Archaeologists of the National Antiquities Authority last
week again wantonly desecrated an ancient Jewish burial cave
in Israel, this time on Shabbos, when they were certain that
their work would not be interrupted by chareidim who had been
trying to protect the site.
This most recent desecration took place in Kfar Arah, near Um-
El-Fachem, a large Arab city in north Shomron. The cave was
discovered almost two months ago by a firm that was laying a
telephone cable in the area. The graves were in no way
interfering with the cable, and the firm contacted the
Authority simply to ask the Authority to seal and re-cover
the cave so that the graves inside would remain
When the Authority refused to do so, and indicated its intent
to conduct a "rescue dig" in the cave, the firm notified the
Burial Department of the Ministry of Religions, whose
officials told the Authority that the Ministry of Religions
objects to any such digging. Officials in the Burial
Department asked that the Authority cooperate in sealing and
covering the cave, as the firm had requested, but the
Authority remained adamant, and continued its plans to
excavate the cave.
When Burial Department's efforts fell on deaf ears, community
activists were notified who also tried to dissuade the
Authority from desecrating the site. The Organization for the
Prevention of Grave Desecrations was alerted as well, but on
Shabbos night, Dec. 1, the Authority sent in a team of
archaeologists from Tel Aviv University, who began the dig
under the cover of darkness, while the religious activists
were occupied with the Shabbos. The next morning, the
archaeologists continued their desecration, of the gravesite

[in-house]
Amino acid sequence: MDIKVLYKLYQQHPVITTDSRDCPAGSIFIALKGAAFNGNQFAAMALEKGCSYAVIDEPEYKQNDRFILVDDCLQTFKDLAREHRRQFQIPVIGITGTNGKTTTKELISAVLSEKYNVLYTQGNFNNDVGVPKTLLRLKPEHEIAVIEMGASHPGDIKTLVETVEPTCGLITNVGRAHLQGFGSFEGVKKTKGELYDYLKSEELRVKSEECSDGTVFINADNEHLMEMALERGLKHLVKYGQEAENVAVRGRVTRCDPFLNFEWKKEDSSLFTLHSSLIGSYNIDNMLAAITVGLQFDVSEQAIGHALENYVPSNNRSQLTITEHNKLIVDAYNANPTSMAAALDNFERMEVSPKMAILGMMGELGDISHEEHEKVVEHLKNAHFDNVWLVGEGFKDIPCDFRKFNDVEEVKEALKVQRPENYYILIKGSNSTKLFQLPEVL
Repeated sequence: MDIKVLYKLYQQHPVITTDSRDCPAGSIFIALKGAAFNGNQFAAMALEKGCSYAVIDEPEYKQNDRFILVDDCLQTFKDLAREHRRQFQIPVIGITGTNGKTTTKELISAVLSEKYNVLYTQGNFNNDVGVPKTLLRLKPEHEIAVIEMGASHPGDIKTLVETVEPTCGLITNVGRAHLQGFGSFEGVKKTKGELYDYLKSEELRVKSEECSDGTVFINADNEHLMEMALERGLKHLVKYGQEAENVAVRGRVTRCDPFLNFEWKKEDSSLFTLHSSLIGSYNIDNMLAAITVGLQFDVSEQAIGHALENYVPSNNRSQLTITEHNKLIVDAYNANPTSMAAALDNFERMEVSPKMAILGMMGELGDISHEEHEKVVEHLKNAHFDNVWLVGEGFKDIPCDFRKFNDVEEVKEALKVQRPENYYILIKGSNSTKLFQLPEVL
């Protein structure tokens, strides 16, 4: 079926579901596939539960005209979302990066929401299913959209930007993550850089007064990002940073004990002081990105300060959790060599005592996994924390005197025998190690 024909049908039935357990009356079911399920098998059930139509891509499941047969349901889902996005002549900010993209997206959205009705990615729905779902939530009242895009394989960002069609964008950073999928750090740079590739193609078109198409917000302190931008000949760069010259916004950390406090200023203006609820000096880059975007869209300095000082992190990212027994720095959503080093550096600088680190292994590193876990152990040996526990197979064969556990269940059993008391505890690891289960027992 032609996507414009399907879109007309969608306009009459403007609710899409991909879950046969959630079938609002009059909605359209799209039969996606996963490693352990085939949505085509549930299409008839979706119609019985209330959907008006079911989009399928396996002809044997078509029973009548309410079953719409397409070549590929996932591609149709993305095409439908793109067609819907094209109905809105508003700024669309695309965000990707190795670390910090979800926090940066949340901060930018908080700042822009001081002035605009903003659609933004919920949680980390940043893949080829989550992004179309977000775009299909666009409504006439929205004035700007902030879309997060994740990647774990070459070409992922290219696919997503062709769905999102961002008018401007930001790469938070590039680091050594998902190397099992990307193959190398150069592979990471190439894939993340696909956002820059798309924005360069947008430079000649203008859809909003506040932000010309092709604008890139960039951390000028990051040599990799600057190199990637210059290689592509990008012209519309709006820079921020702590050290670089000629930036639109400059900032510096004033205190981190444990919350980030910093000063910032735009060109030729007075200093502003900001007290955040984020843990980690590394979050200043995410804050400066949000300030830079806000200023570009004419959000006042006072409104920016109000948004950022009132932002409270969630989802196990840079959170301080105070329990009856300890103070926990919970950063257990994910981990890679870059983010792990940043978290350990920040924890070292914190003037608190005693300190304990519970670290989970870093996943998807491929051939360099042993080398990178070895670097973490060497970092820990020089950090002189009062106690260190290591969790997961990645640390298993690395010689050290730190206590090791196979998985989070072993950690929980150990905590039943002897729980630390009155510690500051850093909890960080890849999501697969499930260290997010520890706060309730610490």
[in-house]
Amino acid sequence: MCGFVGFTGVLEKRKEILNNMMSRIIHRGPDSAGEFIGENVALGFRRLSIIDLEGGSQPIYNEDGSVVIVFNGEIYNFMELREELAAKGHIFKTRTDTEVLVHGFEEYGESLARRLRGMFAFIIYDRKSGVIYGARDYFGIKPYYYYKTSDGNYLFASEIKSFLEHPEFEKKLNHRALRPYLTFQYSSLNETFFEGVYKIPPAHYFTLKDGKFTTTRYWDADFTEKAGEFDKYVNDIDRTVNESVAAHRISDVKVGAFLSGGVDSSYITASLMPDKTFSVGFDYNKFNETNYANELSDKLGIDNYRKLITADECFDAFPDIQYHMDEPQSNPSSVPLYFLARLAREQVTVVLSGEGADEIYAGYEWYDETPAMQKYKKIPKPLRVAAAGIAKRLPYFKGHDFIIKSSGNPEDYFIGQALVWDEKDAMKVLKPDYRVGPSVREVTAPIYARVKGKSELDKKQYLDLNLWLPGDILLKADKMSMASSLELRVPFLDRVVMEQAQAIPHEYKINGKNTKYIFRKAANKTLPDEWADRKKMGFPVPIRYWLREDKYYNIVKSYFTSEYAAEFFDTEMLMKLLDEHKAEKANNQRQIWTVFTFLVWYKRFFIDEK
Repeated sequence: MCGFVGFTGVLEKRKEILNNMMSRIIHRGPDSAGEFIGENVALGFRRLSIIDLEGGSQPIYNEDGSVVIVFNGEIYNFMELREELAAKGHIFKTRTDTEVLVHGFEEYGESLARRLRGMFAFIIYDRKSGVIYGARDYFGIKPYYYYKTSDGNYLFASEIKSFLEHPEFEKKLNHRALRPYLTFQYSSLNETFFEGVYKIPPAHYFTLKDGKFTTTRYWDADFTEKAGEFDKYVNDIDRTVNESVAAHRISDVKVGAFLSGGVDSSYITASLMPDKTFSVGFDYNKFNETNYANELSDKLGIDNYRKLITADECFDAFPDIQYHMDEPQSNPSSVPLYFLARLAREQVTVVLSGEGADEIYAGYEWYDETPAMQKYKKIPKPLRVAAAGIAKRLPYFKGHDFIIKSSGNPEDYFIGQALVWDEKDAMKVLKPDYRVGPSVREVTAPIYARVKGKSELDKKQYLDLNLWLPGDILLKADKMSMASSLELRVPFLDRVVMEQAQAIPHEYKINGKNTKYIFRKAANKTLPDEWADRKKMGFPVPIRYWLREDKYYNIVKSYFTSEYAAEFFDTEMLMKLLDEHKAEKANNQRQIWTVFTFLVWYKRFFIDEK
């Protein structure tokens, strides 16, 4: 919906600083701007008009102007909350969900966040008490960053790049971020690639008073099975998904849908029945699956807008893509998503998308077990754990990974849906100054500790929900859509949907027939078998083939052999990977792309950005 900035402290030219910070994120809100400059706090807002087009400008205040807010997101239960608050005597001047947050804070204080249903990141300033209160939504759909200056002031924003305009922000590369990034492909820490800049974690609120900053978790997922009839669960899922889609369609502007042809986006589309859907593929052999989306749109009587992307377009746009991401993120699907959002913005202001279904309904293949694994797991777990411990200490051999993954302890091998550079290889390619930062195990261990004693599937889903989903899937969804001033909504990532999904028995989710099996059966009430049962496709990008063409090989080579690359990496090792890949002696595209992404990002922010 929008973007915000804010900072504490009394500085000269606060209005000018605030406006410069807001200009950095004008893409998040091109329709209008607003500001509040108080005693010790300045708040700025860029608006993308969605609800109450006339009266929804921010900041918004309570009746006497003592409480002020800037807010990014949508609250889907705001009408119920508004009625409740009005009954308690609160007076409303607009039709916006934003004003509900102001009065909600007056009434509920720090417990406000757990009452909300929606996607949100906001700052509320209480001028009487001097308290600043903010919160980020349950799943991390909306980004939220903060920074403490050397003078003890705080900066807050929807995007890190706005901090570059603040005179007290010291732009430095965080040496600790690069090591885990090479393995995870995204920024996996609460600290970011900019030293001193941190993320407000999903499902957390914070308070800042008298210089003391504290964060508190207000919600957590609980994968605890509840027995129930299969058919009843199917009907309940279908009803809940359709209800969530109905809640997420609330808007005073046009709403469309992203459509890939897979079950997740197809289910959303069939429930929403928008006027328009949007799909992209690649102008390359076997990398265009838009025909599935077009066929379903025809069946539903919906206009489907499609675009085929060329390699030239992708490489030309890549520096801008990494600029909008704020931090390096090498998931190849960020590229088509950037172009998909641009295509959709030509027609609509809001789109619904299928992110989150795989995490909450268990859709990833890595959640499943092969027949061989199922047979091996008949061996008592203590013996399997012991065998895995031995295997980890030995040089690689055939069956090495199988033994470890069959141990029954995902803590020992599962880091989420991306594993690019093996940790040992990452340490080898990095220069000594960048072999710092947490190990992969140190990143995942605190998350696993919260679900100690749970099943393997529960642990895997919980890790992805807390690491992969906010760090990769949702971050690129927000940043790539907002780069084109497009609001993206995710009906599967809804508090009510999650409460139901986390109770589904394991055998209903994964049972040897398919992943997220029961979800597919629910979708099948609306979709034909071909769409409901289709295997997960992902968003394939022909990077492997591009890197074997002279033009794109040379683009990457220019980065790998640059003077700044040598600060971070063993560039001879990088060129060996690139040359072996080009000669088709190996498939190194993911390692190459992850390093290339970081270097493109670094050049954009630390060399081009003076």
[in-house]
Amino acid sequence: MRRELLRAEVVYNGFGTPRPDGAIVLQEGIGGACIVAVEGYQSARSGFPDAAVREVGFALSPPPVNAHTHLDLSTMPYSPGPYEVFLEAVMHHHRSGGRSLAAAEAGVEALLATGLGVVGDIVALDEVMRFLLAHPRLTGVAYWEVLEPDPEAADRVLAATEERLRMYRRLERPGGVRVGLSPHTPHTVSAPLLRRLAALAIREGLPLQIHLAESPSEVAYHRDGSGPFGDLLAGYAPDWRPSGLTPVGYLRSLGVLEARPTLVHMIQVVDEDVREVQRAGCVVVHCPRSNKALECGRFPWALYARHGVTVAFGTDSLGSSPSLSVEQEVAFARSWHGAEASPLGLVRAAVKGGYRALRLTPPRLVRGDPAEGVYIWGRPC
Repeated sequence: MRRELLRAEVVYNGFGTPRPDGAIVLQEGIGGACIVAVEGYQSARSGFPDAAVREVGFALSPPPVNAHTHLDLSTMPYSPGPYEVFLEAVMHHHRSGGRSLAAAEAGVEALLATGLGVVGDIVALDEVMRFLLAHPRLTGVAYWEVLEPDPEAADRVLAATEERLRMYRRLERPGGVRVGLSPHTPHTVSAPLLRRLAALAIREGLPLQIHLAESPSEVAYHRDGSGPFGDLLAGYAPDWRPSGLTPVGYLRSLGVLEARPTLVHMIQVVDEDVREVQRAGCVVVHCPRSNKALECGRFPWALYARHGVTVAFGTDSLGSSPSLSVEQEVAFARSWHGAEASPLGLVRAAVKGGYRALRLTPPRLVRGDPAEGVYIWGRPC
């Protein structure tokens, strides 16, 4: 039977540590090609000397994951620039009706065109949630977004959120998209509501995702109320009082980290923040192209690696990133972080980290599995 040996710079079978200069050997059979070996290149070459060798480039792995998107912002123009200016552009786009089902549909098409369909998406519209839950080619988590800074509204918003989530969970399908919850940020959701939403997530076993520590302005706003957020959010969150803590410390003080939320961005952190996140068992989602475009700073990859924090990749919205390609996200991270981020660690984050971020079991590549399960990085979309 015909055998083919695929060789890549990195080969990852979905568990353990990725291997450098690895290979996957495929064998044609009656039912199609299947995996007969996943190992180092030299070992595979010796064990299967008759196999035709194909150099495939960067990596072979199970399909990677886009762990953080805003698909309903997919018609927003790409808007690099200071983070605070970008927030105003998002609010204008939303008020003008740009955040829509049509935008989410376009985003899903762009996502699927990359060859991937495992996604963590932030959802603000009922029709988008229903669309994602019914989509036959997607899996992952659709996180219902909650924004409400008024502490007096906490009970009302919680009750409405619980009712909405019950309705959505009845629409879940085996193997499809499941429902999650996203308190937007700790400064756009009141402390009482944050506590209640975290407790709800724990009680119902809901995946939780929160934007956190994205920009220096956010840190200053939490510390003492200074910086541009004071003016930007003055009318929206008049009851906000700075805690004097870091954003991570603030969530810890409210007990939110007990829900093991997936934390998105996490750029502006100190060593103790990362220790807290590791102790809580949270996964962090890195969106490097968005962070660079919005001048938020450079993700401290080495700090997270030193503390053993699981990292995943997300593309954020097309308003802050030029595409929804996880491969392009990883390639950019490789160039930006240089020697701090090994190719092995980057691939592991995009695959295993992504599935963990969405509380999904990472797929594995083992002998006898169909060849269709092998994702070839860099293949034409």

and of the Shabbos, without any activists knowing about
The number of graves, however, was larger than expected, and
the Tel Aviv University team was not able to empty all of the
graves of their bones on Shabbos. The archaeologists, in
fact, resumed their digging on the following Wednesday.
This is not the first time that the Authority has used the
Shabbos as a "safe" time to desecrate ancient Jewish
gravesites in Israel.
As a result of the incident, the Organization for the
Prevention of Grave Desecrations made an impassioned plea to
Yitzchak Levi, who heads the Ministry of Education which has
jurisdiction over the Authority. Levi was asked to cut off
funds to the Authority, or try any other means at his
disposal to stop the Authority from carrying out its
continued illegal attacks on gravesites.
"It simply cannot be tolerated that the Antiquity Authority
is given prizes for wantonly destroying ancient burial sites
all across the country," the activist organization said.
At the Organization for the Prevention of Grave Desecrations,
concern is now being expressed about another ancient Jewish
burial cave, this one in Nachalas Yehuda, near the city of
Rishon LeZion. This cave, also discovered about two months
ago, is still intact, but the Authority has begun to make
moves which indicate that the archaeologists are planning to
desecrate these graves, too.
At this time, the Authority has halted all construction in
the area, pending its so-called "investigation" as to whether
a "rescue dig" is necessary to save "archaeological
artifacts" from destruction. Activists have made an appeal to
people in the area to volunteer to guard the site, and notify
them if the archaeologists are seen approaching the cave.